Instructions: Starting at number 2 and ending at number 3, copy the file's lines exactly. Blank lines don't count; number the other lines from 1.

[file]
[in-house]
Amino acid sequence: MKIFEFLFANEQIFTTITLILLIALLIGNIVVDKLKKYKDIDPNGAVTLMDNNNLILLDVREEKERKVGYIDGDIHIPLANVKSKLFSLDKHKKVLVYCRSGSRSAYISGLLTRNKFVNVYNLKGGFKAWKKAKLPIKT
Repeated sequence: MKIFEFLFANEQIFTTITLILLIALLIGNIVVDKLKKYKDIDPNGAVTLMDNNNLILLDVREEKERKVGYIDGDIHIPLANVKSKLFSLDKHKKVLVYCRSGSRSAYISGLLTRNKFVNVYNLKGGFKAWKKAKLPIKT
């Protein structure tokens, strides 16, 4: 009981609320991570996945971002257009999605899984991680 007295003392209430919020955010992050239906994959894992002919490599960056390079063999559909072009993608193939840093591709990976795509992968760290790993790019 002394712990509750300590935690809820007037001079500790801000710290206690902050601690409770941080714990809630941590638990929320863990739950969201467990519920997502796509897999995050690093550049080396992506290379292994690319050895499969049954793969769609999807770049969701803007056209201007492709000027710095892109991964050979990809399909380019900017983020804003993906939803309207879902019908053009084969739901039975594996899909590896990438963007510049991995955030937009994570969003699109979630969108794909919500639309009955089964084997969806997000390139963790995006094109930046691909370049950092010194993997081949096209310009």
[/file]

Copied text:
Amino acid sequence: MKIFEFLFANEQIFTTITLILLIALLIGNIVVDKLKKYKDIDPNGAVTLMDNNNLILLDVREEKERKVGYIDGDIHIPLANVKSKLFSLDKHKKVLVYCRSGSRSAYISGLLTRNKFVNVYNLKGGFKAWKKAKLPIKT
Repeated sequence: MKIFEFLFANEQIFTTITLILLIALLIGNIVVDKLKKYKDIDPNGAVTLMDNNNLILLDVREEKERKVGYIDGDIHIPLANVKSKLFSLDKHKKVLVYCRSGSRSAYISGLLTRNKFVNVYNLKGGFKAWKKAKLPIKT